The Tellico Village Property Owners Association board listened March 17 to a presentation highlighting why voter turnout and registration are vital to the community.
Susan Kirk, POA Governmental Affairs Committee chairwoman, discussed the committee’s goals for the year and how Villagers can participate, with the top priority being voter initiative.
Kirk said voter initiative, which includes turnout and registration, will likely be a focus for years to come.
“We’re going to continue the push for voter registration,” she said. “We tried to keep numbers on this. However, it’s really hard to tell if the impact on it is being made by us or a combination of all efforts by the elections office from drivers information, licenses and so forth, because they can register that way. But we have seen a definite increase in voter registration as well as voter turnout. We had 83% participation in the vote in November. We’re going to continue strongly with that.”
Other aspects of increasing voter initiative include having registration forms readily available around the Village and using the Tell-E-Gram as a constant source of information from the GAC.
Kirk wants to raise awareness about local elections and why they are important.
“Many of our local elections are actually decided in the primary, and that may not be the case in the areas where our Villagers have moved from,” Kirk said. “For example, which there are a lot of them coming up in 2022, if they are not contested, they are actually decided in the primary, which is May. Very interestingly enough they still have to appear on the August ballot, and they must receive one vote in order to have won an election. Even though they technically appear in May, they still have to appear on the August ballot, but they never go to the November ballot. It’ll be very interesting to watch and see what contested elections we have. … We’re going to be encouraging in voting in all primaries.”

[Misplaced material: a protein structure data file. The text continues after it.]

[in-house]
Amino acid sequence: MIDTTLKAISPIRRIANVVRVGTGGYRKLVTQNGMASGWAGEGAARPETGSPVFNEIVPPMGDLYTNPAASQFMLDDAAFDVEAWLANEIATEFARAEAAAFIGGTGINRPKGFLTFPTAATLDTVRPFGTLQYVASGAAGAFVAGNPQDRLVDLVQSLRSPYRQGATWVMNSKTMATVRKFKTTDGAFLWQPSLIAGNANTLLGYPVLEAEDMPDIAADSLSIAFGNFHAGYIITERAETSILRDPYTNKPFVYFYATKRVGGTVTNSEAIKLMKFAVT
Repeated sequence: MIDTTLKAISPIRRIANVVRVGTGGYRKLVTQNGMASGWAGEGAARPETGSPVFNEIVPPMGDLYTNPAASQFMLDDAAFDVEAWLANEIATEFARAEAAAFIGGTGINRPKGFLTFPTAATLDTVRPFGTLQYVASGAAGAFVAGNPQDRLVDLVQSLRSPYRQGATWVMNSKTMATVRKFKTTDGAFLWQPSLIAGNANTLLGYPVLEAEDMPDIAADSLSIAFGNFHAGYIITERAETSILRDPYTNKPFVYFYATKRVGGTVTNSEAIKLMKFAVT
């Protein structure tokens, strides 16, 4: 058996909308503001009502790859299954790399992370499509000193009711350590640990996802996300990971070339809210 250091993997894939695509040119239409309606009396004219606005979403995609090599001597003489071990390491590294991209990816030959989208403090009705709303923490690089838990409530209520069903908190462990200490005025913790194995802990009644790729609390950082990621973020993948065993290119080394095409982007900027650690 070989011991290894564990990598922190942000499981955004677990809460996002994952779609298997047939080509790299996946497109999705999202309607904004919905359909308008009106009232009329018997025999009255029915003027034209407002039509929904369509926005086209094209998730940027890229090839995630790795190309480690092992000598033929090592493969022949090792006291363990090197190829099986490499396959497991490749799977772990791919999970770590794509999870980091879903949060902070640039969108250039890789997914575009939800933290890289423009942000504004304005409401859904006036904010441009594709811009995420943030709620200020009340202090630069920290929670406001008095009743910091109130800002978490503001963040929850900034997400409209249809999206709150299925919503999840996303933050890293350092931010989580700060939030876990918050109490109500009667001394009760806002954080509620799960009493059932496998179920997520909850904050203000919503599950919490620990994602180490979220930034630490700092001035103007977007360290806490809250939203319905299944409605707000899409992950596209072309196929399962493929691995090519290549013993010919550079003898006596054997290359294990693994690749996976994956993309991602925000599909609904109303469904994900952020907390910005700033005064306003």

Pat White, board member, said higher voter turnouts can only help the Village.
“Candidates go out and campaign obviously,” White said. “Candidates have to spend resources, money, so they can go out and fundraise and all that, and their resources are typically limited, correct?”
Candidates visit certain locations because voters are active, Kirk said.
“When they look at that voter roll, and they see 90% of the people in this area have voted, where are they going to spend their money to go talk to people and put signs out?” White said.
Candidates will go to areas with high participation and ask what they can do for the residents in that area, White said, adding that the best way to keep the interests of Tellico Village at the forefront is to be active.
Kirk said candidates want to know where to spend time knocking on doors and having coffee with constituents.
Rick Blough, board president, said voting in national elections is not enough.
“We turned out 83% of our population for a national election,” Blough said. “Our participation in county elections is abysmal. It’s more like 25%. Basically, we’ve got a bunch of people that are registered, and they’re not turning out for the elections that are most effective for us.”
White recently came under fire for his “voting history.” He said he moved here to retire, not vote, and admittedly didn’t keep up with recent elections unless he knew the candidate or a topic interested him. He said he has since realized he was wrong and will be an active voter in coming elections.
“You won’t see me called out again,” White said. “Not because I got called out, but because of the value of my vote that adds to your vote that makes that voice that makes those limited resources bring that candidate to come ask us, ‘What can I do for you?’”
Kirk said local elections impact the finances and well-being of Villagers.
“The impact of the county races that will happen and how it affects the individual’s pocketbook here in the Village is tremendous in 2022,” Kirk said. “Every vote counts. It’s going to matter. We all did retire here to take it easy because we’ve worked all our lives, and we want to have a good time, but part of having that wonderful lifestyle is being able to continue it and not have it heavily impacted by poor decisions of our elected officials.”